I have cooked enough with non-stick and a real hand hammered wok to know that the material cooked on is critical. From my experience, there is no such a thing as a non-stick wok that can get the same cook, texture and browning on the food as a real wok. Would that hold true as well for the many recipes that you have posted that are cooked in your cast iron gear?

    • Ha! Nice comment. :) It is a tasty meal for sure. So true about good seasoned cast iron and woks. That particular cast iron skillet is only 2 years old, so it doesn’t have the depth of flavor that a 20-year grease caked one would. You make a great point, though I’ve mostly just used my cast iron over the camp fire because of its fantastic heat distribution. But I bet there is a flavor hand off from it now that I think about it. It’s funny, at home I find myself using my $100 set of Lodge cast iron more than I do my $1,300 Demeyere stainless steel, especially since I upgraded to a new Viking power house range. Cast iron is hard to beat. And there’s something so rewardingly manly about just rinsing it out and rubbing it down with oil rather than doing a soap scrub. I love it!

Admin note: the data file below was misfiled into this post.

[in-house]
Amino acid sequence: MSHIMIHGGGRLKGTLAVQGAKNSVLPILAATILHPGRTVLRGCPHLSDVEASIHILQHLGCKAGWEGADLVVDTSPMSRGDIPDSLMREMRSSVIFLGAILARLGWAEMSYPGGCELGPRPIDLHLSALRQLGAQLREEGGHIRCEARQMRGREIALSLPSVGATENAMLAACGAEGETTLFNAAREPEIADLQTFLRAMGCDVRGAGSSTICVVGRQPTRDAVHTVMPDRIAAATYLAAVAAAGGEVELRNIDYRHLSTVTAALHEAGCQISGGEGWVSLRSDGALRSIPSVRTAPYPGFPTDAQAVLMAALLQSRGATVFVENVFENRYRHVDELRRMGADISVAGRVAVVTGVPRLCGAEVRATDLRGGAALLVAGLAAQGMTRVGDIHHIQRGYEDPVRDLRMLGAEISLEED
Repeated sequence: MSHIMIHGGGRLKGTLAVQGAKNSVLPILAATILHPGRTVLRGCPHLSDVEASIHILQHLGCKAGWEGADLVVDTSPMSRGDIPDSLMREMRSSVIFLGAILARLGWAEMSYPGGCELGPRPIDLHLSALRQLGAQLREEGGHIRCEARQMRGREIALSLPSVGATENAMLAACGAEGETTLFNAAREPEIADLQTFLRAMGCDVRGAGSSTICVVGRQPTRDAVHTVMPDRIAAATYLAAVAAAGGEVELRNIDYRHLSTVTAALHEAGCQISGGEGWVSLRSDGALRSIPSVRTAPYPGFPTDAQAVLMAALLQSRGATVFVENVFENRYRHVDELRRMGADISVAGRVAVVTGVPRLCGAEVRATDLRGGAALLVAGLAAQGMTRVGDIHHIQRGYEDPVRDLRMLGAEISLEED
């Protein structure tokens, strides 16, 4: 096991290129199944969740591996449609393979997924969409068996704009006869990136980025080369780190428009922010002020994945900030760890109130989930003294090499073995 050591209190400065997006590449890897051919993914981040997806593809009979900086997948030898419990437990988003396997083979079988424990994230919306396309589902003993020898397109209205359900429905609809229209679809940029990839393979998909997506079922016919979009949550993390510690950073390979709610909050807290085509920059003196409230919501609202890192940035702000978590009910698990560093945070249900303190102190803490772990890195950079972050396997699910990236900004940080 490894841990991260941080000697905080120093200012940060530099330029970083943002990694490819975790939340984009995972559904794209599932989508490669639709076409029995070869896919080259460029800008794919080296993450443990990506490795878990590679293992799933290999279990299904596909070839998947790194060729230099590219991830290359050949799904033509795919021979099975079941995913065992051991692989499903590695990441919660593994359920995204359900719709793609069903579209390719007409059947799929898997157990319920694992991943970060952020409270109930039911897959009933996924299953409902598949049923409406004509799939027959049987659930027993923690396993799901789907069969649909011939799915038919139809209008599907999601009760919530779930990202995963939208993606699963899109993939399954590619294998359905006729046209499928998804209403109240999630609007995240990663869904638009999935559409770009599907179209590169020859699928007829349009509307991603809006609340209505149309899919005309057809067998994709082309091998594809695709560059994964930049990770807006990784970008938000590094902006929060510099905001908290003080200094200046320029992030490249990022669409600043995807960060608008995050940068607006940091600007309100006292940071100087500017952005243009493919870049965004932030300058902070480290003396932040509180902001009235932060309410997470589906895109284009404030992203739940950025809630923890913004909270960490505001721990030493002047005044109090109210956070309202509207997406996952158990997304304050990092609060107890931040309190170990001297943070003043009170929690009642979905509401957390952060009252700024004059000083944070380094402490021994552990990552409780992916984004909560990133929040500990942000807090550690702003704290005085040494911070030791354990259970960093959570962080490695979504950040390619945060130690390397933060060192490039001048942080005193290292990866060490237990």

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I'm Jothan Yeager and I am The Bald Gourmet. After years of experimenting in my kitchen, creating delicious food and eating at amazing places around the world, I wanted a place to share my experiences with everyone. Thus the Bald Gourmet was born. I hope to open the doors of great food and great cooking to you, to inspire you to reach beyond prepared boxed meals, and to teach you of a world of deliciousness that has brought joy to me and those around me. Please enjoy the adventure which is The Bald Gourmet and share it with those you love.